What Do the Latest Polls Say About Beto O'Rourke's Run for President?

Former U.S. Rep. Beto O'Rourke meets voters in Dallas on Oct. 27.
Former U.S. Rep. Beto O'Rourke meets voters in Dallas on Oct. 27.
Brian Maschino
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Turns out, former U.S. Rep. Beto O'Rourke was playing a little game when he told Oprah on Feb. 5 that he'd decide whether he'd run for Senate or president "before the end of the month." Though the El Paso native has made his decision, according to multiple reports, he isn't going to tell the public what it is until at least the first full week of March.

None of that's to say he hasn't telegraphed what he's going to do. Barring a complete 180 on O'Rourke's part, he's going to run for president, just as many pundits predicted he would following his coming within 1.5 points of pulling off an upset in his 2018 Senate race against Ted Cruz.

"Amy and I have made a decision about how we can best serve our country," O'Rourke told The Dallas Morning News' Gromer Jeffers earlier this week. "We are excited to share it with everyone soon."

It's hard to imagine O'Rourke, who is not considering a run against incumbent Texas Sen. John Cornyn, according to a number of anonymous confidants who've been chatty with the press this week, would be too excited about announcing that he's going to stay home and write more Kerouac-like blog posts.

New polling suggests O'Rourke is going to face a tough but not insurmountable task when he decides to make things official.

In national surveys, including a couple from Morning Consult and the Harris Poll this week, O'Rourke is polling in the mid-single digits, remaining squarely in the second tier of candidates with the likes of Elizabeth Warren, Cory Booker and Kamala Harris. For the time being, Bernie Sanders and Joe Biden have separated themselves from the field, with both polling above 20 percent.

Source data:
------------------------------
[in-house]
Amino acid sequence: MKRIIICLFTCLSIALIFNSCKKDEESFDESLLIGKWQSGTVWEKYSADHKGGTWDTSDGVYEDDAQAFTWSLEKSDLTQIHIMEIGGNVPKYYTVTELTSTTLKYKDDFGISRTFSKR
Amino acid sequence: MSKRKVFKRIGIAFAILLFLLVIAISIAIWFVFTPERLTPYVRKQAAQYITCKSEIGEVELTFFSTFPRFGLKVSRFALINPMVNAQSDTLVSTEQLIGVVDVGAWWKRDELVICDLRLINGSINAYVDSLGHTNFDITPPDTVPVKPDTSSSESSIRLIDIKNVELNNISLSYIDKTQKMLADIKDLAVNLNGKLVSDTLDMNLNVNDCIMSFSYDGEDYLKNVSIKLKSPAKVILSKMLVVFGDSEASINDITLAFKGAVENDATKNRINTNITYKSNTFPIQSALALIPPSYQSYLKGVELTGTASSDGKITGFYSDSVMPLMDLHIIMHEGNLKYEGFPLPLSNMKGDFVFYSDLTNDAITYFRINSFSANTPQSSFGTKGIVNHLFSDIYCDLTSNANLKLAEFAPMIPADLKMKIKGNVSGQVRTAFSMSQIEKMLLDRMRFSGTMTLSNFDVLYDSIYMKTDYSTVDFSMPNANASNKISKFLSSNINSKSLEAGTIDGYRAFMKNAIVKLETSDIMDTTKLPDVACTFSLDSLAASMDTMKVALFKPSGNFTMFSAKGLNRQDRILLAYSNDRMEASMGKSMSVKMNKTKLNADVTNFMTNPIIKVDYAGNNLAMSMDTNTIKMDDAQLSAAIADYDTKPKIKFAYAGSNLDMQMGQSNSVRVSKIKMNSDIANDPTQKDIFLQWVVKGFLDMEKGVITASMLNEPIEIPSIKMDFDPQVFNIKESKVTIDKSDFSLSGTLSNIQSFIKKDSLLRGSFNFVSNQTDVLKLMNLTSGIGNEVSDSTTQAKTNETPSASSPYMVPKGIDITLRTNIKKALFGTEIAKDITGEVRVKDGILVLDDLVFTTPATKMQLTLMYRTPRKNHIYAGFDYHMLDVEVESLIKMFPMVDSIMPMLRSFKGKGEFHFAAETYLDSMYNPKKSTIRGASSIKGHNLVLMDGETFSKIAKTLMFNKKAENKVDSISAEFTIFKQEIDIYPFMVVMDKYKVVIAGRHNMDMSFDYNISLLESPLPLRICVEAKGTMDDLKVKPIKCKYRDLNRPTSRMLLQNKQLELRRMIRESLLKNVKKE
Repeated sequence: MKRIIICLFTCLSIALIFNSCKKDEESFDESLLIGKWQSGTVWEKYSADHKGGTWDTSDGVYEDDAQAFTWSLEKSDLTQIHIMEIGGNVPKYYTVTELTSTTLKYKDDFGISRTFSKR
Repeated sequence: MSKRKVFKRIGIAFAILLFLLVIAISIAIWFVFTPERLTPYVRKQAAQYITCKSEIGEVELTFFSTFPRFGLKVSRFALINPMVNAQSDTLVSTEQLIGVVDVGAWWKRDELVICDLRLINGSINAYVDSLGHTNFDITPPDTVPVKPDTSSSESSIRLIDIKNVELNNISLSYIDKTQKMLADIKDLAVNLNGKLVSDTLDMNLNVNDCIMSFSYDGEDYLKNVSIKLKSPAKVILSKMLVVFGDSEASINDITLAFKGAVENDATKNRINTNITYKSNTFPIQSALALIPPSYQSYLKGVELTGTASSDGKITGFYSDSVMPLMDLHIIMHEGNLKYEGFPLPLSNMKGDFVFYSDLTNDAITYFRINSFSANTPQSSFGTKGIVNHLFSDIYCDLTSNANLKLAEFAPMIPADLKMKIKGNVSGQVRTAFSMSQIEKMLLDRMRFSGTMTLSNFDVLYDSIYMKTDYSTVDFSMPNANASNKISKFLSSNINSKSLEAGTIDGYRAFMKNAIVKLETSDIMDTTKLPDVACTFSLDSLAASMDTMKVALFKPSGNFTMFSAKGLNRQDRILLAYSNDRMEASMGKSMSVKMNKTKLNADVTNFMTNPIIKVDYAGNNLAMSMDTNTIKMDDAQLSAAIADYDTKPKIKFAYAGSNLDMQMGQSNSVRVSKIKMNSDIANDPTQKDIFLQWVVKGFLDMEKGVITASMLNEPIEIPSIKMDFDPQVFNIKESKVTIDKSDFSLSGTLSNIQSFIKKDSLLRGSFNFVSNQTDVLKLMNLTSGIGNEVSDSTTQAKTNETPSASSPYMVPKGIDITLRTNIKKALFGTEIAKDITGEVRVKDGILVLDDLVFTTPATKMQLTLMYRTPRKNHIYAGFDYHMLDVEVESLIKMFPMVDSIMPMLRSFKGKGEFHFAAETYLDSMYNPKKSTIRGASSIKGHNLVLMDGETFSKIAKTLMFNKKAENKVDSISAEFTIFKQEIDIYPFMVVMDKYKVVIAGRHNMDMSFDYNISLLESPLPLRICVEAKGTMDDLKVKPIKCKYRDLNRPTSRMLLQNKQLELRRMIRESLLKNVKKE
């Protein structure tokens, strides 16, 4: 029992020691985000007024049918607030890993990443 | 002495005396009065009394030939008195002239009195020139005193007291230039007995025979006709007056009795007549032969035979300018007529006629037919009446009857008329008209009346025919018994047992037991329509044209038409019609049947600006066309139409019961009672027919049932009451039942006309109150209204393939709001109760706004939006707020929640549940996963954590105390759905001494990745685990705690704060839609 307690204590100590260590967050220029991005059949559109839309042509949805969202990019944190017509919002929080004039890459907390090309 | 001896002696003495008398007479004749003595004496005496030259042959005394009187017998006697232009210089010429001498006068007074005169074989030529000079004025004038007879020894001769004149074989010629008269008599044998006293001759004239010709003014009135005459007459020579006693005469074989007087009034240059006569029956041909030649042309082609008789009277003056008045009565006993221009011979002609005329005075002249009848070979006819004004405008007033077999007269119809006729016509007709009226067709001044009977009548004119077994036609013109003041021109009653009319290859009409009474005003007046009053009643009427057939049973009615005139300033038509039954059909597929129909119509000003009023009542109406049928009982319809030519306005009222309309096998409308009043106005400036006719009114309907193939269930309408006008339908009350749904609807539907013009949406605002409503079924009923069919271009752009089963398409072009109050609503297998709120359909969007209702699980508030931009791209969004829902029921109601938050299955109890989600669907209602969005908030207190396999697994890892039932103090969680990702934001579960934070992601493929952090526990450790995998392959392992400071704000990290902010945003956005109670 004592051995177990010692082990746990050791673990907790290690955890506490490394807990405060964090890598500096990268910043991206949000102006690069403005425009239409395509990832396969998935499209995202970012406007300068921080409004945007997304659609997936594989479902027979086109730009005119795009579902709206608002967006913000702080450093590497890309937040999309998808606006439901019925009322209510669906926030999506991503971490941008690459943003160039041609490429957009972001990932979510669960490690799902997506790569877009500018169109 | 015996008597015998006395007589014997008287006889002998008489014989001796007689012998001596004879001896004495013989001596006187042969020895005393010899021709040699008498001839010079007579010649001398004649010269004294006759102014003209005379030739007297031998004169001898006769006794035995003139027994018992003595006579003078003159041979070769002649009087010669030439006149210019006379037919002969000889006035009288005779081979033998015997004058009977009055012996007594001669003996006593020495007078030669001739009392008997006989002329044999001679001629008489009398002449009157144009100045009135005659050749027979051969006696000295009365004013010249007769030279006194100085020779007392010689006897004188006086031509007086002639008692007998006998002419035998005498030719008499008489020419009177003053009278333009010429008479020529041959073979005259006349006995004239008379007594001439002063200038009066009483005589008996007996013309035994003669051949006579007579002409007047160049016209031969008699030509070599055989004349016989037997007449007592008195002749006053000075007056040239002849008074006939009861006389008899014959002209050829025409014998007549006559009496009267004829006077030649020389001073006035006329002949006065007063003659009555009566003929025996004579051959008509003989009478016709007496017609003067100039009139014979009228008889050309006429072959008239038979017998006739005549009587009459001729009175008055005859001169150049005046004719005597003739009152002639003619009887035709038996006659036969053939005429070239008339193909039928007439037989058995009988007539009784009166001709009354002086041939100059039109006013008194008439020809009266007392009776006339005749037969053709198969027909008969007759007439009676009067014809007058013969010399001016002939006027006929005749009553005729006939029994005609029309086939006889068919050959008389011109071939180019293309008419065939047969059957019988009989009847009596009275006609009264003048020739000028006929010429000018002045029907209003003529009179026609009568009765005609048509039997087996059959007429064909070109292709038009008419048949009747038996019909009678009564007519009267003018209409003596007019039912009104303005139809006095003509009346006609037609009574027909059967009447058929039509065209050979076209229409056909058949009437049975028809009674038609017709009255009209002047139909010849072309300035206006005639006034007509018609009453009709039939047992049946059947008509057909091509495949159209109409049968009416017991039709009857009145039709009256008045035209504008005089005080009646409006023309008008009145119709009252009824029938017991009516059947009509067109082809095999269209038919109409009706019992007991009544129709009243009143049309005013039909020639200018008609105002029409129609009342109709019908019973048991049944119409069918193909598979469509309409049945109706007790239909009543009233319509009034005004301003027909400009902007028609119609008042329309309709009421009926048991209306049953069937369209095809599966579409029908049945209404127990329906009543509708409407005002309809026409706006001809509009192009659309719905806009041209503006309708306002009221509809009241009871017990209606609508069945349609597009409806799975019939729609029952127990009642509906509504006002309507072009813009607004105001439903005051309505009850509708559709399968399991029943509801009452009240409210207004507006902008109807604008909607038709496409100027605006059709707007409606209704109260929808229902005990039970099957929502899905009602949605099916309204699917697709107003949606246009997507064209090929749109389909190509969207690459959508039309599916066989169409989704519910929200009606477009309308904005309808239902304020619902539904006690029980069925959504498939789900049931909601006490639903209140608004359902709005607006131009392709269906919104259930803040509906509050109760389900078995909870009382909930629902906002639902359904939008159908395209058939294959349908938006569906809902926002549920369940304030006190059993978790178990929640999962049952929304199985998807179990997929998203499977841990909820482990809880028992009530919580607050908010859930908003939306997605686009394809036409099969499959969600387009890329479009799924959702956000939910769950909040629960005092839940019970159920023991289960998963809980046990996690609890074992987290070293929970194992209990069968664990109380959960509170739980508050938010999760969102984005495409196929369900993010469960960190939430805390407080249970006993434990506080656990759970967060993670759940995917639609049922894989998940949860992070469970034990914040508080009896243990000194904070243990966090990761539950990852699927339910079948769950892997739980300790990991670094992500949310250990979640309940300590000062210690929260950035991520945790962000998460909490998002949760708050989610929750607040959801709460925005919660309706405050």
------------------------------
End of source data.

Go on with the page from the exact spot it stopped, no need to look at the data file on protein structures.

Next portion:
Closer to home, a new Texas poll from Quinnipiac University shows that O'Rourke remains a threat to GOP hegemony in the state.

According to the poll of 1,222 registered voters in the state, O'Rourke trails President Donald Trump by just a point (47-46) in a hypothetical 2020 matchup, the same spread forecast for a matchup between Biden and the president. Against Cornyn, the survey says, O'Rourke sits about a point better, tying the incumbent senator at 46 percent support each.

The Quinnipiac survey also shows that 49 percent of Texans view Trump unfavorably, compared with 47 percent who have a favorable view of the president. O'Rourke is above water in the poll, with 44 percent of those surveyed viewing him positively and 40 percent viewing him negatively.

Seeing a moderate like O'Rourke or Biden secure the Democratic nomination could be a boon to Democrats across Texas, as Rice University political science professor Mark Jones told the Observer in January. A more liberal candidate like Sanders or Warren, both of whom trail Trump in the Quinnipiac poll, is unlikely to fare as well.

"If [the Democratic nominee] is O'Rourke or [Joe] Biden, there are maybe a dozen Republican state House members and a few members of Congress that need to be really worried," Jones says, "because then you're going to get all the bad of Trump and — if it's someone like Beto or Biden — you're going to get a Democrat that's a positive, not a negative." 

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